Either Pluto got a demotion or Xena got a promotion. Thank goodness the scientists at the International Astronomical Union (IAU) were sensitive to poor Pluto’s feelings. Owen Gingerich of Harvard University, who chaired the IAU panel said that:
“We might be demoting it from the list of eight classical planets, but we’re promoting it by making it the head of its own special class”
Pluto, Xena (aka 2003 UB 313) Charon and Ceres are tiny, distant rocks with wacky orbits. So the IAU decided that these not-quite-planets at the edge of the solar system (where a year lasts 200 or more earth years) will be called plutons. No word yet on whether this new category will rhyme “crouton” or “button,” though we expect President Bush to weigh in on it shortly.
So why all the fuss? Well, because Pluto is far smaller than any of the classic eight planets. Several moons in our solar system – including Earth’s – are larger than Pluto. In fact all of Pluto’s 16.7 million square kilometers of surface area would fit inside Russia. If IAU’s plan is approved, the four additional plutons will be classified as planets increasing our solar systems total to twelve.
Statastico got to wondering, what if the planets were shrunk down to the size of countries on Earth? If we scale all of the planets down to about 1/3600th of their total surface area, we can find a comparably-sized country for all of the planets and plutons.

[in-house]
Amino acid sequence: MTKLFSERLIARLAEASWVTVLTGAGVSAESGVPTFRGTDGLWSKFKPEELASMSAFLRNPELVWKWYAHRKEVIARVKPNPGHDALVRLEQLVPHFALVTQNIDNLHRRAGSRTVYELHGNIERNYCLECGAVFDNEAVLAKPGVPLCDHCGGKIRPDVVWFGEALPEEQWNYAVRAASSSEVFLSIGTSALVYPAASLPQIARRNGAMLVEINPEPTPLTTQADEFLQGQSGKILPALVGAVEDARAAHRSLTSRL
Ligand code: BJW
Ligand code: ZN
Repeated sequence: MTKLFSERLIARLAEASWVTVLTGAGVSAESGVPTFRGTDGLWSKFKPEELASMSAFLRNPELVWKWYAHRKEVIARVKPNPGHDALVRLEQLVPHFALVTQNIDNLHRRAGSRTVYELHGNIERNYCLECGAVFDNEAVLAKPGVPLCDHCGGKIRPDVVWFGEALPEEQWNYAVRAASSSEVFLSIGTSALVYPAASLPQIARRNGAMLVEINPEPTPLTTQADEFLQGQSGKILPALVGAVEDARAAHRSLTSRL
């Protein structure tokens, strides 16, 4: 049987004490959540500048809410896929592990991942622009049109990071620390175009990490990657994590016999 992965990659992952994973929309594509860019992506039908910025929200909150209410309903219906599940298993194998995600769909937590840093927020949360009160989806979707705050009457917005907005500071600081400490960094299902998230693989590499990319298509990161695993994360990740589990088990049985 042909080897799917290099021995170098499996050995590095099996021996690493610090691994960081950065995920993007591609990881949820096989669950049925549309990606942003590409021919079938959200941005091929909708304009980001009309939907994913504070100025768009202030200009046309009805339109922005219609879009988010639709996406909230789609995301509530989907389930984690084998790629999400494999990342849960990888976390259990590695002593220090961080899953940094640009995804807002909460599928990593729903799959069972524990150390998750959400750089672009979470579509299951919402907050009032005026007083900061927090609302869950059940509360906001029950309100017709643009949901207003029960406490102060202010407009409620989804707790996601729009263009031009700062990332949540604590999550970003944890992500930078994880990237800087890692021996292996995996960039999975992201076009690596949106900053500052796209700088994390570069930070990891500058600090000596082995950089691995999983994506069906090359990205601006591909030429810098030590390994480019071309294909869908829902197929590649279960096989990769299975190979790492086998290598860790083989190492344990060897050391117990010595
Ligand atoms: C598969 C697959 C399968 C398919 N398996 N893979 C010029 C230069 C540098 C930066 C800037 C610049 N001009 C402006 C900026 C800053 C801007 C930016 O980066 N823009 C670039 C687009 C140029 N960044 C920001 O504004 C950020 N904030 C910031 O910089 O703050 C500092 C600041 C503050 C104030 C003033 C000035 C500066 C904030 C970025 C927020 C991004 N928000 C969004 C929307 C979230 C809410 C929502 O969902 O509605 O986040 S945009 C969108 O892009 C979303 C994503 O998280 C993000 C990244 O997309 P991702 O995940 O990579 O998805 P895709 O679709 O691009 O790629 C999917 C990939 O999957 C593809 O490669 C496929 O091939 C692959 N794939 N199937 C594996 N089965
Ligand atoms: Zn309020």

The results? Jupiter would be revoking democracy in Russia, Saturn would be curling in Canada, Uranus would be trying to figure out how to speak Kalaallisut, Neptune would be desperately looking for water in Saudi Arabia, and Earth would be in Tajikistan searching in vain for Borat.
While the big planets get countries with huge tracts of land, you’re probably more likely to vacation on a Pluton. Zena would be playing World Cup soccer in Trinidad and Tobago while Pluto takes in the sweet sounds of Cesaria Evora in Cape Verde. Meanwhile, Charon would be doing some sunbathing in Martinique, and tiny Ceres would be snorkeling in the Dutch Antilles.
Notes: Surface area was calculated from the mean radius for each planet and assumes (incorrectly, I know) that the planets are all perfect spheres.
Planet images on the map are not to scale, not even close. However, the actual scale of 1:3592 does holds up surprisingly well. If you’re really interested click here for the percentage that each country over or under-represents each planet on the 1:3592 this scale.